I was born in San Antonio, Texas on February 5, 1954, the son of Donald Whiddon Howard and Dorothy Amelia Lopez. We were a very typical nuclear family of 4 children with a mom and dad that stayed together until my mom died in the mid 90s.
My father was a computer programmer for the Air Force, so we moved a bit. From San Antonio, to Dayton, Ohio. Then, back to San Antonio. Then, back to the Dayton area - where I graduated from Park Hills High School in Fairborn, Ohio in 1972.
My college years were spent mostly at the University of North Texas in Denton, Texas as a music major - although I went to Morehead State University for 3 semesters as well. I was interested in jazz, so both schools were ideal. I was also interested in commercial music, and quickly became busy playing in local cover bands during college and afterwards.
In the 80s, I became interested country music, playing in local groups mostly, but was eventually hired as pianist for internationally known entertainer, Reba McIntire. I would spend four years traveling the USA and abroad in her touring band, before changing careers.
In the mid 90s, upon starting a family, I began a teaching career in Robertson County, TN . 20 years later, and after my daughter graduated High School, I decided to retire as a public school music teacher and teach private piano, which I am still currently doing.
I am happily married to Nita Brown Howard, and my daughters and grandchildren live nearby. My father is 92 years old and in remarkably good health of body and mind. Life has been good to me, and I am thankful to God for that.
My mother got me started in the study of family history in the early 1990s. She worked on my ancestors, while I worked on my daughter's mother's. It was a special hobby that we shared together, until she suddenly died in 1995.
At my father's 90th birthday in November of 2017, we learned that he had been given a DNA test as a gift. My wife had been adopted, which inspired her to learn more about her roots.
Soon after, she was tested at Ancestry.com. Since then, we found the identities of both parents, 3 living sisters whom we are now close with, and many cousins - some whom we have become close with.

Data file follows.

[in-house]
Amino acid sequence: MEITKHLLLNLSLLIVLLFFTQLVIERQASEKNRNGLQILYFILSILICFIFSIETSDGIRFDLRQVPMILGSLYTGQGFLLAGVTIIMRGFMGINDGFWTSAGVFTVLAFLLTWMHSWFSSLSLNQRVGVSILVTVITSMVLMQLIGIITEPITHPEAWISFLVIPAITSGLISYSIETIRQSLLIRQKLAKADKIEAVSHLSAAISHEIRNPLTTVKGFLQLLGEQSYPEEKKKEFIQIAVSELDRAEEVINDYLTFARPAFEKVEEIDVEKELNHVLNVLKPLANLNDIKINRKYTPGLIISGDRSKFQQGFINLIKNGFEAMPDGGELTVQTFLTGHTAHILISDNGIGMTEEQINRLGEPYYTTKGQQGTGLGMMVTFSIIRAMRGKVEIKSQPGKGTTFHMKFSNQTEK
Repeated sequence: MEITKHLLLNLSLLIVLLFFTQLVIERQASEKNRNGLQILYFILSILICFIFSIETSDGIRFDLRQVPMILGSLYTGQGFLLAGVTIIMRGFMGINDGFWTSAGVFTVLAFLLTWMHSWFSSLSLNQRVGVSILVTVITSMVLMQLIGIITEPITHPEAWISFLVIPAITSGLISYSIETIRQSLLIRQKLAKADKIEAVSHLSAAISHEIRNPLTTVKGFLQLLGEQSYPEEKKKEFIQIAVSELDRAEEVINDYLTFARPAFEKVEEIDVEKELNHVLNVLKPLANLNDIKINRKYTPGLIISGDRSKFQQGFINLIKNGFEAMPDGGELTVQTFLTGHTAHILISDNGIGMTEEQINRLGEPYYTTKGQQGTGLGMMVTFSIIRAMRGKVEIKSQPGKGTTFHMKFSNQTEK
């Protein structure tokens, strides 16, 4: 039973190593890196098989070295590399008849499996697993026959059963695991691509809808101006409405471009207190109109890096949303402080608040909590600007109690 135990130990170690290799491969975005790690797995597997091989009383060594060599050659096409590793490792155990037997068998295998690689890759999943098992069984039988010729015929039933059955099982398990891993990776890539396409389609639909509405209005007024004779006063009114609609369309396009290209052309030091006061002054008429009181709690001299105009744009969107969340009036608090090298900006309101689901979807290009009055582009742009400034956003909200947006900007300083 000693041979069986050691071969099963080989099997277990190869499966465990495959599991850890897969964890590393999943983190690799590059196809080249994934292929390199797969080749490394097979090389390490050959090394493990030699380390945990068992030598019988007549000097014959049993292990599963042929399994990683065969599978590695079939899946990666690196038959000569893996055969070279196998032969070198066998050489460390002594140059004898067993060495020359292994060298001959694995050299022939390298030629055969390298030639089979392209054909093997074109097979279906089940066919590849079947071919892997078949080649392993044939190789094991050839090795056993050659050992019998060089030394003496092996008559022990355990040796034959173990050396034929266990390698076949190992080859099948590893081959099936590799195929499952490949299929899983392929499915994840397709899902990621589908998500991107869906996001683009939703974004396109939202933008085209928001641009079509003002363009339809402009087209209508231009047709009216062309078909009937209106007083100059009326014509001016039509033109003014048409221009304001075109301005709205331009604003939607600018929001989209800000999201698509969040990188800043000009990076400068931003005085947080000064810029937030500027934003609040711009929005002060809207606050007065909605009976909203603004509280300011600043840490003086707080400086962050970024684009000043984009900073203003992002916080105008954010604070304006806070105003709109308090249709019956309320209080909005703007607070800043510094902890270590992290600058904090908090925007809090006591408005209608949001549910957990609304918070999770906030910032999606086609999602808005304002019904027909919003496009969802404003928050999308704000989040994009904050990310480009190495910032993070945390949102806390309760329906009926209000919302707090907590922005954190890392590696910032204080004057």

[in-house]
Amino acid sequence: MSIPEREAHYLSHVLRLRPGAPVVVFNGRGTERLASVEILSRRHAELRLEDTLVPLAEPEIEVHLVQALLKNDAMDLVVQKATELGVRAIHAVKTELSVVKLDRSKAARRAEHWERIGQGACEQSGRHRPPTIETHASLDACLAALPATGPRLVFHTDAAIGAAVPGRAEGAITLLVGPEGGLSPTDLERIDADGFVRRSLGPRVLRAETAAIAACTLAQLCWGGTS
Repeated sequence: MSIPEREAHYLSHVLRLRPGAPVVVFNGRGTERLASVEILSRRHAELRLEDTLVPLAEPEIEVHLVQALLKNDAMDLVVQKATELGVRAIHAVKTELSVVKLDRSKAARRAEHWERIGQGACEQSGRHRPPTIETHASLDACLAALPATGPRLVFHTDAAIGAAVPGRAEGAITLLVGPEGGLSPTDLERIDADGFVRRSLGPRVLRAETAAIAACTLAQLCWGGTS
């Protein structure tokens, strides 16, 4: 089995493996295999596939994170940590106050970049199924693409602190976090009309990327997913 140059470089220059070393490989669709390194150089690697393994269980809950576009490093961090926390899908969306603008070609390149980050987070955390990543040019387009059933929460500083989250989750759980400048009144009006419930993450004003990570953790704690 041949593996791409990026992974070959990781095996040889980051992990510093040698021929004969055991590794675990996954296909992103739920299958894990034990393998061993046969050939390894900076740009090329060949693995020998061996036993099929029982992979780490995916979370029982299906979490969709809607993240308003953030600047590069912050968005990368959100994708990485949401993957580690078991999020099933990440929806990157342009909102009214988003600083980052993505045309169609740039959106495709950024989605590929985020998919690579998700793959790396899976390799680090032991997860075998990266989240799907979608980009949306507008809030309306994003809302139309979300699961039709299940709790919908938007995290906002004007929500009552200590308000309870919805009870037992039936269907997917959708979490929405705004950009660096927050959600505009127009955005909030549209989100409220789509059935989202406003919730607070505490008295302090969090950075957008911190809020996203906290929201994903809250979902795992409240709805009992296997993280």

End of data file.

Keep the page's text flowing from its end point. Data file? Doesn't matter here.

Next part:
The process of finding the many cousins to prove her parentage was so interesting, that I had my own DNA tested. Now, being semi-retired, I am a half-time piano teacher and half-time genealogist!
My 9th great-grandfather is Matthew Howard Sr. "The Immigrant" (1609-1659). Several noted books have been written about Matthew, stating that he was a descendant of the Howard Dukes of Norfolk. This has since been deemed unprovable, although there remain other theories. At least two of his sons used the royal Norfolk Howard crest on wax seals for legal documents. Matthew is part of the Maryland Project.
I have been tested at FTDNA for my Ydna (through 111 markers + Big Y test) and place in lineage 14 of the Howard Project at FTDNA, which primarily consists of members with genealogies leading to Matthew Howard (1609).
In January of 2016, I started a Facebook family group for immediate family. In August of 2018, I changed the name to Howard and Allied Families, and began to add cousins from all sides of my tree, near and distant.
Since then, it has grown from a few kinfolk to over 400 members, and is growing steadily. One of the interesting aspects is that there are 3 different lines of Howards that have joined:
The intriguing thing about this is that several of these Howards, from other ancestral Howard lines are getting legitimate 6+ matches on gedmatch.com, including some matches on Ancestry.com.
Further study has showed that most of these DNA matches (not from my direct Matthew Howard line) are from the Samuel Howard line. Samuel married Chloe Osborne. Chloe's mother was Elizabeth Howard, thought by many to be a great-grandaughter of Matthew Howard. If you go to Chloe Osborne's Wiktree page, you will find notes about the uncertainty of her parentage. But I think that these DNA matches in my group, and many more like them, on Ancestry.com give credence.
Have you taken a DNA test? If so, login to add it. If not, see our friends at Ancestry DNA.